Youth violence and homicide are strongly interrelated due to the complex interplay of socioeconomic factors, cultural influences, and individual vulnerabilities. Factors such as poverty, lack of education, exposure to violence in the community or on screen, and inadequate support systems contribute to the perpetuation of youth violence, thus increasing the likelihood of lethal outcomes.

Violence, when not as fatal as death, will cause a series of serious injuries that often have lifelong impacts on a person – physical, psychological, and social dysfunctionality. Violence-related injuries, including physical trauma and psychological distress, not only will inflict physical harm but also have lasting repercussions on individuals’ well-being and societal cohesion.

According to global statistics, violence-related injuries claim approximately 1.25 million lives annually, including homicides. Furthermore, injuries and violence are responsible for an estimated 10% of all years lived with disability. It underscores the pervasive impact of interpersonal violence on both, the mortality rate and the quality of life.

One poignant example is the case of a boarding school student who nearly became paralysed after being kicked in the head by another student. This incident not only highlights the physical dangers but also underscores the lasting impact on individuals’ lives and the ability to function well in society.

In light of these realities, implementing preventive strategies is paramount to mitigate the devastating impact of violence-related injuries on individuals and communities. Some of the effective approaches may include (but are not limited to) the following:

Implement Cognitive Behavioural Therapy (CBT)

Violent behaviour among youth is often influenced by underlying cognitive distortions, negative thought patterns, and maladaptive coping strategies. Therefore, CBT focuses on addressing these harmful thought patterns and behaviours that contribute to violence and aggression and aims to facilitate positive behavioural change.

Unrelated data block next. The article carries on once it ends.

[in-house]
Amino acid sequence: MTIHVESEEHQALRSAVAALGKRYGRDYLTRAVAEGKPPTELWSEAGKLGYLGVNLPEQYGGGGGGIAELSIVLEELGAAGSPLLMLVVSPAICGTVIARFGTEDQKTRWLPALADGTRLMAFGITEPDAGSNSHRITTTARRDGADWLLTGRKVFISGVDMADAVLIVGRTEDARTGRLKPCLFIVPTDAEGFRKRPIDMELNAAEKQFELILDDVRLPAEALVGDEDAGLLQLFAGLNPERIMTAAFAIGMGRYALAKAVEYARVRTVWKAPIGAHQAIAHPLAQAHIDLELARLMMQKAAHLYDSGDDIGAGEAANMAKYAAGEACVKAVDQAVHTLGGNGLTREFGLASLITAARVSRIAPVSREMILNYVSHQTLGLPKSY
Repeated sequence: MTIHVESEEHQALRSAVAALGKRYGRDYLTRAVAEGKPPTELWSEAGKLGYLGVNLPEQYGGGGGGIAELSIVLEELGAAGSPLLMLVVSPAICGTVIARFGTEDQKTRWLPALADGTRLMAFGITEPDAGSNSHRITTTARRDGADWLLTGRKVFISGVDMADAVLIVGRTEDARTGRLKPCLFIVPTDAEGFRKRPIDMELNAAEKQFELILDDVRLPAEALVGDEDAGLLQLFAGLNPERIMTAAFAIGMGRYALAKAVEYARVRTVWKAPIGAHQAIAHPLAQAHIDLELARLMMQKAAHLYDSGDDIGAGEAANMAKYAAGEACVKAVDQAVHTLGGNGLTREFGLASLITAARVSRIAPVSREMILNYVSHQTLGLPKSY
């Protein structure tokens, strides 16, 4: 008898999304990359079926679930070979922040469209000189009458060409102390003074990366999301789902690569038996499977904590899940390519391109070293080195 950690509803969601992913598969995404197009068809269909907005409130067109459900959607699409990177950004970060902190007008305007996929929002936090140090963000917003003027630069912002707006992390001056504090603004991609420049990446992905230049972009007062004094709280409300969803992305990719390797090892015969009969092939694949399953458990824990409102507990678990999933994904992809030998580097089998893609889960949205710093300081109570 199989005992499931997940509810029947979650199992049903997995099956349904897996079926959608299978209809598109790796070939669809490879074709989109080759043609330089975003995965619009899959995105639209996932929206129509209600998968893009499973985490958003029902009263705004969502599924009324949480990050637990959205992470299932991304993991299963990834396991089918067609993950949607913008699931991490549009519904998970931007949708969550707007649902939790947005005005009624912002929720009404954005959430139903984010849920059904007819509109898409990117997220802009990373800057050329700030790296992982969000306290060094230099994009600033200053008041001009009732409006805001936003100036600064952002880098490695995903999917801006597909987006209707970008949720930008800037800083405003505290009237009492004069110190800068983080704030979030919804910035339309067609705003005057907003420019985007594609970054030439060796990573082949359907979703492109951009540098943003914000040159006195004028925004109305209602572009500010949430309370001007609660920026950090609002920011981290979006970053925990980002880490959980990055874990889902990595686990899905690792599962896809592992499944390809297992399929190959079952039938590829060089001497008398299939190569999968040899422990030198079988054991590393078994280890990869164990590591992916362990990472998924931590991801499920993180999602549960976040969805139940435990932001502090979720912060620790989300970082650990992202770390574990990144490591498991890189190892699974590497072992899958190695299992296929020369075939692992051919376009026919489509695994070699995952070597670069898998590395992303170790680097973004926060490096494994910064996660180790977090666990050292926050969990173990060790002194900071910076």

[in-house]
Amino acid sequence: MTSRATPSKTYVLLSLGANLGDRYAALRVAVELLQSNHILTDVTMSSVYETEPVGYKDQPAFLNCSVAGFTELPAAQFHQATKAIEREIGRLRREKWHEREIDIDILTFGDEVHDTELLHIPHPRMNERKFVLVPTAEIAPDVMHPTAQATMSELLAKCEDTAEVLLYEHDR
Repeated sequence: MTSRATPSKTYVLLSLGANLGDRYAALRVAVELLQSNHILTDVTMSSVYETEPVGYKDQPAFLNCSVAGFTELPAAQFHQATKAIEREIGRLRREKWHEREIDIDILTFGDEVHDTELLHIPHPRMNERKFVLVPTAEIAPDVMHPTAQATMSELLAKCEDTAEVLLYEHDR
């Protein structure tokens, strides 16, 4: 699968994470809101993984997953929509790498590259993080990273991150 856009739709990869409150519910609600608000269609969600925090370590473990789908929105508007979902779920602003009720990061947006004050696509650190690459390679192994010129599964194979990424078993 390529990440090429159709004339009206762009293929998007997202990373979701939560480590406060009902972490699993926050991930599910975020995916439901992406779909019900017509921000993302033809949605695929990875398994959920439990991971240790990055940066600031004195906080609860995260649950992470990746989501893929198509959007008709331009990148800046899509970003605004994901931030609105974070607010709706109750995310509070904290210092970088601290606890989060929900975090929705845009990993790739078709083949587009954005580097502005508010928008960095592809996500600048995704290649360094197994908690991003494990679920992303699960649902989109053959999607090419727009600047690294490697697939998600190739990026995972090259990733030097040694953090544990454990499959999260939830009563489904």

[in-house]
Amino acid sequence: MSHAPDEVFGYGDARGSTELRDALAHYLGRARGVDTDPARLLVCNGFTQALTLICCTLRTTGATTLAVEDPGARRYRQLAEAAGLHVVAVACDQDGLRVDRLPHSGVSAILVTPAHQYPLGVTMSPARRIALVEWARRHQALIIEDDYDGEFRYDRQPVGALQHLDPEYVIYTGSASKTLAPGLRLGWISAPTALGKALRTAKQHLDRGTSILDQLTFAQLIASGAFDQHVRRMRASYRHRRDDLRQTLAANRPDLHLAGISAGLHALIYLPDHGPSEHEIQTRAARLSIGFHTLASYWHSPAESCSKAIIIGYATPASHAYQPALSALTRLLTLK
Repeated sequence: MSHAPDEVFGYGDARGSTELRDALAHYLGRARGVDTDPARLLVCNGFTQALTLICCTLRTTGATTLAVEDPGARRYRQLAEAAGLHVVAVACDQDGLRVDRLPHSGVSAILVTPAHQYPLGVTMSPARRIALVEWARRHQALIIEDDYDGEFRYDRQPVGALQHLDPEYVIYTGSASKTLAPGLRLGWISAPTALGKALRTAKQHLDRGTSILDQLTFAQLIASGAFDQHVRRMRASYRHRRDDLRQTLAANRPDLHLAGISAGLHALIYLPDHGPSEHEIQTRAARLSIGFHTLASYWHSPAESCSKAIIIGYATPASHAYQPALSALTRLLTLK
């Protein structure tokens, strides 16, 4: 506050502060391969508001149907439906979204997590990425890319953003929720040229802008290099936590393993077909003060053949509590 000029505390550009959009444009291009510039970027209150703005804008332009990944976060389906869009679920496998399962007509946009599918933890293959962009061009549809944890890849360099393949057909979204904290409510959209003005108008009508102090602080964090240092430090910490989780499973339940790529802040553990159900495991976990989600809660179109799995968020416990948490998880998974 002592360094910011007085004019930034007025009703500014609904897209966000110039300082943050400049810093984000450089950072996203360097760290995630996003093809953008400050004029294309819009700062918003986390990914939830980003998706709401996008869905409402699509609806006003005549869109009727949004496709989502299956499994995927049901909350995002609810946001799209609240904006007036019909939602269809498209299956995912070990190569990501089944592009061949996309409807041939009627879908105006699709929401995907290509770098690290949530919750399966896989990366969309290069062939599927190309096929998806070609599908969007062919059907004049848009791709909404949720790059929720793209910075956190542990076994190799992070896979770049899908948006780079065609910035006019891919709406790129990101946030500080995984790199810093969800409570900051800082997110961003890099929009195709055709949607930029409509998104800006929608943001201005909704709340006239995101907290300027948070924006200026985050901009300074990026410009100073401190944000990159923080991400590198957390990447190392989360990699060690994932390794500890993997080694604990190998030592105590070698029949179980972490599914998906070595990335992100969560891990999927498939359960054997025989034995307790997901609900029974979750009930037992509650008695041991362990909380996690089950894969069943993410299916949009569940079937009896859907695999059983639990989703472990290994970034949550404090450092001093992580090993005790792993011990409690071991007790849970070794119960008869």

Integrating CBT into existing violence prevention programs within various settings, including schools, communities, and rehabilitation centres, is crucial. For instance,  in school-based interventions, CBT can be incorporated into  the curriculum through workshops or courses focused on teaching students effective coping skills, conflict resolution techniques, and anger management strategies

In Liberia, for example, CBT has been successfully integrated into an eight-week curriculum that combines CBT-informed group therapy and one-on-one counselling. Similarly, in Chicago, CBT sessions have been conducted twice daily over roughly three to four weeks for male youth. These approaches were found to successfully reduce the persistence of participants’ criminal and violent behaviour, along with reductions in readmission rates after release.

Establish Youth Empowerment Hub(s)

Such a hub can serve as a coordinating body, enabling policymakers, relevant stakeholders, NGOs, and local communities to collaboratively plan, implement, monitor, and assess youth violence prevention efforts. The hub should aim to address the root causes of violence and build a safer environment by providing comprehensive support services, educational opportunities, and empowerment programs for at-risk youth.

However, importantly, job training and retraining are essential avenues for empowering young individuals. EMIR Research continuously emphasises that Malaysian youth, facing high unemployment and underemployment rates (which itself can be one of the contributing factors for the heightened violence within this cohort), can be trained to champion national modern, digitally-driven food security while also securing lucrative incomes and ensuring a more secure future for themselves (refer to “4IR enabled farmers: Solving national food security” and “Sail along global agritech trends and empower smallholder farmers at scale!” by EMIR Research).

For example, the state of Johor has not only the highest youth proportion, as indicated above, but also sizable waqf land (second after Perak) that is vastly unutilised or underutilised. These underutilised resources (two Us) can be strategically combined with another U—evergrowing unmet local food demand (Figure 1).

Having already lost many of our youth to a massive brain drain, Malaysia cannot afford to let the remaining ones fall into the trap of the “economics of crime”.

Obviously, stopping youth violence demands our collective commitment, compassion, and wisdom to implement practical measures that will foster a safer and more equitable world for our most precious future generations.

Farah Natasya is a Research Assistant at EMIR Research, an independent think tank focused on strategic policy recommendations based on rigorous research.